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  3. Wow, Jessica. This is amazing! I wish I could have gone with you. You know GWTW is my favorite movie. I loved reading about Tumblin’s stories. Jason will be jealous that he worked on the Lawrence of Arabia set (that’s his favorite movie).

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  4. Wow, this exhibit looks amazing! And Tumblin sounds like quite an interesting person. Thanks for sharing your experience!

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  5. I recall our conversation…it was fun! After our exhibit closes in Raleigh, North Carolina (on April 15, 2013) we will be opening a new exhibitjame (on May 24, 2013) at the Museum if the Albemarle in Elizabeth City, North Carolina. To date, our exhibit in Raleigh has broken all previous museum exhibit attendance records! Thanks for the terrific article, James L. Tumblin Owner; The Shaw-Tumblin Gone With The Wind Collection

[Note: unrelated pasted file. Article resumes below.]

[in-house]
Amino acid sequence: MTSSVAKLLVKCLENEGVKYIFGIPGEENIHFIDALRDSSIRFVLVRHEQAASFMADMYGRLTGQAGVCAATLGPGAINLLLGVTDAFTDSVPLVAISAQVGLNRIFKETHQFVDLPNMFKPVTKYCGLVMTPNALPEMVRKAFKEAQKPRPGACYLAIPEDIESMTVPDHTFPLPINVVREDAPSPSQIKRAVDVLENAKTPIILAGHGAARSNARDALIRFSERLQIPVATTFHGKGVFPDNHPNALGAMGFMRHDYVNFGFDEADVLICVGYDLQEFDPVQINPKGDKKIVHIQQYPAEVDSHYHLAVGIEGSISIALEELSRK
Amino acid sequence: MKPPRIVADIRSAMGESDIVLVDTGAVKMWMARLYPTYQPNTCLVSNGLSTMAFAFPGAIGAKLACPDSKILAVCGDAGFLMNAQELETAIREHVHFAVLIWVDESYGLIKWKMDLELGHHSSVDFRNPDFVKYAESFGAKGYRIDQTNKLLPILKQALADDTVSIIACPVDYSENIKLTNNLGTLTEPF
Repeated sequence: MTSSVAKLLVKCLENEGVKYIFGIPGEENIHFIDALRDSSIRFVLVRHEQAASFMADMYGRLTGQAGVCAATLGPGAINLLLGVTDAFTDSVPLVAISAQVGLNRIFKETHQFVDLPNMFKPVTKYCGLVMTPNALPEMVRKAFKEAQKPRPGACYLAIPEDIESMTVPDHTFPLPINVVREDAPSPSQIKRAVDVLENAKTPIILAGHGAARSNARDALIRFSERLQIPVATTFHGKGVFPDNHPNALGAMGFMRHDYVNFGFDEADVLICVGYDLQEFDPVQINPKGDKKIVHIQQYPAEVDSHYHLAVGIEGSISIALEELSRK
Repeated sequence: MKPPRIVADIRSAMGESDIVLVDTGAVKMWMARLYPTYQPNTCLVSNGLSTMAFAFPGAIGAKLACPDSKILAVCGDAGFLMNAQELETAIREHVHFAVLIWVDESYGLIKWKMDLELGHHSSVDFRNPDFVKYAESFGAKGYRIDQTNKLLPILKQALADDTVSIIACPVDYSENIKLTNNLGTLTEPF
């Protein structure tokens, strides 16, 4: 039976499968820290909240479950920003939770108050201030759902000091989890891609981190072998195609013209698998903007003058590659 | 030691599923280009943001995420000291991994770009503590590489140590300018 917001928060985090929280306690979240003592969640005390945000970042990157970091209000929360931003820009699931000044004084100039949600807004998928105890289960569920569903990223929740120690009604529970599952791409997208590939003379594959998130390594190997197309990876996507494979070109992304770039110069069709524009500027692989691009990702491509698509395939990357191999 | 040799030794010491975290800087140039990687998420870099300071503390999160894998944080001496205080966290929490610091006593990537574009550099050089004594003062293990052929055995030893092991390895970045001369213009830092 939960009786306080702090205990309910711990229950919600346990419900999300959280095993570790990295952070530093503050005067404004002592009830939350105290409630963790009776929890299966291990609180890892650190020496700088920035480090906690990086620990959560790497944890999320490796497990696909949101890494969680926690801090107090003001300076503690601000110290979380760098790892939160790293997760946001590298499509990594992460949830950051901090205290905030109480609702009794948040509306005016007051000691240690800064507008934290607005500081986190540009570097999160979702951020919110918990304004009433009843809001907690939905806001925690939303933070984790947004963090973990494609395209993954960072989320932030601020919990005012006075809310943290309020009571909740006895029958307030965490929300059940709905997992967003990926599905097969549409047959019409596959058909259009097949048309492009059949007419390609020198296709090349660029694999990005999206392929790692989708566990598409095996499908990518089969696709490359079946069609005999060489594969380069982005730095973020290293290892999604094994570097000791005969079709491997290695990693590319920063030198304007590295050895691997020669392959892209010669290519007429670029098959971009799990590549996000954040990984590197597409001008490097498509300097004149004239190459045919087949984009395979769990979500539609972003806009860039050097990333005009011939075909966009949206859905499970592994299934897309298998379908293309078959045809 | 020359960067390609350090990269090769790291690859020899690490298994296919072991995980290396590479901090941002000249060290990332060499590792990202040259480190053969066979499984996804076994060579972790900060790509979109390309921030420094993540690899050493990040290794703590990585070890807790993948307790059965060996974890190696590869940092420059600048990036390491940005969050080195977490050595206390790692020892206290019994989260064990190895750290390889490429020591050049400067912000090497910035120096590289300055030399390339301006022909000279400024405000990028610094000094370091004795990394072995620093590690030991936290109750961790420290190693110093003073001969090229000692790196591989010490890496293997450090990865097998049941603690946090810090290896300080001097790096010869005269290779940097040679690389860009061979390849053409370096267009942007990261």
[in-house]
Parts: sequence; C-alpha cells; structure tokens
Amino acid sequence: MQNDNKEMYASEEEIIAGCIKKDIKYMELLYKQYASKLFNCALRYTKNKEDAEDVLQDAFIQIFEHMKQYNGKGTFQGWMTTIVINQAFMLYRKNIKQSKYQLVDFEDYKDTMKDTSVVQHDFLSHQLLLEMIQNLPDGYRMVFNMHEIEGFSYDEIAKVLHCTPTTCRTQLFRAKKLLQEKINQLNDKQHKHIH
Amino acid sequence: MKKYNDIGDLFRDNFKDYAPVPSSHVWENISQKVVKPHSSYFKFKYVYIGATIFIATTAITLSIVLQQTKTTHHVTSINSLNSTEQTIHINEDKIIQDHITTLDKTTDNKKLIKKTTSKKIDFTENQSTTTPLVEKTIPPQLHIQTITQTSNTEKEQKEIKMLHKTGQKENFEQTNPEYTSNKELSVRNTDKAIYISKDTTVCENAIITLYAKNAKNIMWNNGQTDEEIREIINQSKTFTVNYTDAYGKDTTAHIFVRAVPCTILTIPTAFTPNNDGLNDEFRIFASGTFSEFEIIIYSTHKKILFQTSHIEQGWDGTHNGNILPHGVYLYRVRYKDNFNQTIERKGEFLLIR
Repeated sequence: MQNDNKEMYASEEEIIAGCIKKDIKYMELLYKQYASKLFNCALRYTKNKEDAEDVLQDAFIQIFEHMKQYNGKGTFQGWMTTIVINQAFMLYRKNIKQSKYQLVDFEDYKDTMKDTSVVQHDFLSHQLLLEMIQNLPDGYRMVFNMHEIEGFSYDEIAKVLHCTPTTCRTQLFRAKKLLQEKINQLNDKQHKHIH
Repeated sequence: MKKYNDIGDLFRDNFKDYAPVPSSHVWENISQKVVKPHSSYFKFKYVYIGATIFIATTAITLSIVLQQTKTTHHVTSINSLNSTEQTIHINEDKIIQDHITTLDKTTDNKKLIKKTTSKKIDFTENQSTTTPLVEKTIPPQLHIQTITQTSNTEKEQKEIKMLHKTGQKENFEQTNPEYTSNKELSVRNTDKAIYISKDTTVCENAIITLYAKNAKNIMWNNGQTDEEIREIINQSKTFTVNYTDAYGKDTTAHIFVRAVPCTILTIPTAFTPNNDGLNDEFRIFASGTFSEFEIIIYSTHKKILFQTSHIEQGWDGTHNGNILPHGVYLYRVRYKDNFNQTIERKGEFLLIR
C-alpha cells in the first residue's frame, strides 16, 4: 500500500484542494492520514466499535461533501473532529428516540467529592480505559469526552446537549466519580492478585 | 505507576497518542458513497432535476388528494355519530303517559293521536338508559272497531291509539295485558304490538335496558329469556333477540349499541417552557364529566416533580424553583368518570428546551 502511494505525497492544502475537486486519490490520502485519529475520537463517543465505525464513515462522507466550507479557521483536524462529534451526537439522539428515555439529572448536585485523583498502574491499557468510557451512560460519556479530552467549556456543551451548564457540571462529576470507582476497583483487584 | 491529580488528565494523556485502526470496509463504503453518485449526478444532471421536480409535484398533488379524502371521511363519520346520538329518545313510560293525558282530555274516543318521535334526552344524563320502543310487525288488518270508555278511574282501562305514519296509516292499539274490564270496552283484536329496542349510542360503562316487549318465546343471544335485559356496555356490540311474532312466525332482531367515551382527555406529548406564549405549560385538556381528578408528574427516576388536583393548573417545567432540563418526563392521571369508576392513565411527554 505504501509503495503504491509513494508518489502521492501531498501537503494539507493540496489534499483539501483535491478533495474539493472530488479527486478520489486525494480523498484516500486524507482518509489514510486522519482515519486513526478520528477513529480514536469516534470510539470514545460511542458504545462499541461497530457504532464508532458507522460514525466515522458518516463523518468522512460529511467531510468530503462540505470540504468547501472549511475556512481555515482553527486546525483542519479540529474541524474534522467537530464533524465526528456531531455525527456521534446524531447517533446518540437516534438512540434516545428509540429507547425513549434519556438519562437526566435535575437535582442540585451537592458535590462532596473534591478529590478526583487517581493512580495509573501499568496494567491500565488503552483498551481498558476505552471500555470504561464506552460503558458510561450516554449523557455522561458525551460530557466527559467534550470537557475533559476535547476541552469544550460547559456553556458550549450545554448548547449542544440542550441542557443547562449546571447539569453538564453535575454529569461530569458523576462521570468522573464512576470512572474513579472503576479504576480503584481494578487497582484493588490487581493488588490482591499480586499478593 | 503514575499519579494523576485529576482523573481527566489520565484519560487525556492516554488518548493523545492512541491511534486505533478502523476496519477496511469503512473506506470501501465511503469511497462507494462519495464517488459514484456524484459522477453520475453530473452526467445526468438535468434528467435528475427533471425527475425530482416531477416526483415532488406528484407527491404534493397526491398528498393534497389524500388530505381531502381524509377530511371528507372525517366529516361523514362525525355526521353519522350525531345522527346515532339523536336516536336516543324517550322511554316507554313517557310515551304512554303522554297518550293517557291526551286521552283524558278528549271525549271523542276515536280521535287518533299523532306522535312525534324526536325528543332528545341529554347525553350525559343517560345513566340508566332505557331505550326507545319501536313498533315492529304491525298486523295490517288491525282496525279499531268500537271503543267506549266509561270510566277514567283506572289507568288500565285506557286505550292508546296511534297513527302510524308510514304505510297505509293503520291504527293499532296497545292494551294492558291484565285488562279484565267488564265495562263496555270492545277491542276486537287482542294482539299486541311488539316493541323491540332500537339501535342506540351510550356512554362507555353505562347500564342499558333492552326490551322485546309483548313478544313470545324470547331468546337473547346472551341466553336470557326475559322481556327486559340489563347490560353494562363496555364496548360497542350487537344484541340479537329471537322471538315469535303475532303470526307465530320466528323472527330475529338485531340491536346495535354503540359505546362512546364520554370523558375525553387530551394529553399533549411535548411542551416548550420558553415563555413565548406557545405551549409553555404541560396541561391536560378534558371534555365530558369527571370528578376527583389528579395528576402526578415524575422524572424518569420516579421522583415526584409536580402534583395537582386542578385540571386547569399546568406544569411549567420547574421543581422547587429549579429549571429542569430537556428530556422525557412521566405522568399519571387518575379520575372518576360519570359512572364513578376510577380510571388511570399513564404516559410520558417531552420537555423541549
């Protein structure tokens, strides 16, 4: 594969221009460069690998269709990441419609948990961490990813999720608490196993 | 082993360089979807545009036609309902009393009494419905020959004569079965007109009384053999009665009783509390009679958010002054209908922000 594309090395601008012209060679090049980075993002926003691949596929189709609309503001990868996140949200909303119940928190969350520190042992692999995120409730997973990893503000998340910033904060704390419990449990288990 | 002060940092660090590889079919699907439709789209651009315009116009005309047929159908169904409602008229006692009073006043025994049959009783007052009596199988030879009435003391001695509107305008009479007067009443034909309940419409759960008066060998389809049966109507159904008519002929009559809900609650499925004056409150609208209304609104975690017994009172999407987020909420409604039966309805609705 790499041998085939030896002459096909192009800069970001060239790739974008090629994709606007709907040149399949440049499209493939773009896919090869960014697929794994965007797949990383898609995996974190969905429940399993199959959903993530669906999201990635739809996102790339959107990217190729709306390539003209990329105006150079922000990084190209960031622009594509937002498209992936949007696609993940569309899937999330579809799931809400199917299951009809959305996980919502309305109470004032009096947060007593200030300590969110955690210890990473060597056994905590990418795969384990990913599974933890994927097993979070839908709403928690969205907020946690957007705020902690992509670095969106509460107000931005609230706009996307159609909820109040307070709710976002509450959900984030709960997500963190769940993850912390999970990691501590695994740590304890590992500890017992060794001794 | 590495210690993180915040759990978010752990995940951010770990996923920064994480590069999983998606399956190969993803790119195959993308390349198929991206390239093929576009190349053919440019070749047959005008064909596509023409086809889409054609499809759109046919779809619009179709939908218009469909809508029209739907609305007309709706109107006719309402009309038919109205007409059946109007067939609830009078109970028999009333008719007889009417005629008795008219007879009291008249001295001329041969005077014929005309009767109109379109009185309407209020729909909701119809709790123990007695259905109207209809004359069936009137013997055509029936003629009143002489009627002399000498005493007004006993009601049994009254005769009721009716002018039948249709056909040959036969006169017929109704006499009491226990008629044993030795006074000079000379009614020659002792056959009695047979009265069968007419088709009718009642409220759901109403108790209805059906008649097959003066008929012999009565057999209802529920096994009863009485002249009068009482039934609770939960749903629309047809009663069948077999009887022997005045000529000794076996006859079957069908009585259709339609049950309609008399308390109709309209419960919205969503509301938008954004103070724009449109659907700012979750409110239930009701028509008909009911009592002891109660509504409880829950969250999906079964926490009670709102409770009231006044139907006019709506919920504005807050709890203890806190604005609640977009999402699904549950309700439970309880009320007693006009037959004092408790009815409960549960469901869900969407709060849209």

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    • Thank you for dropping by and reading; I’m very flattered! I had alot of fun talking with you and appreciate your openness on your career.
      I enjoyed the exhibit so much, I may have to make my way to Elizabeth City!
      I’d love to do a follow up interview sometime.
      Thank you so much for talking with me!
      -Jessica Pickens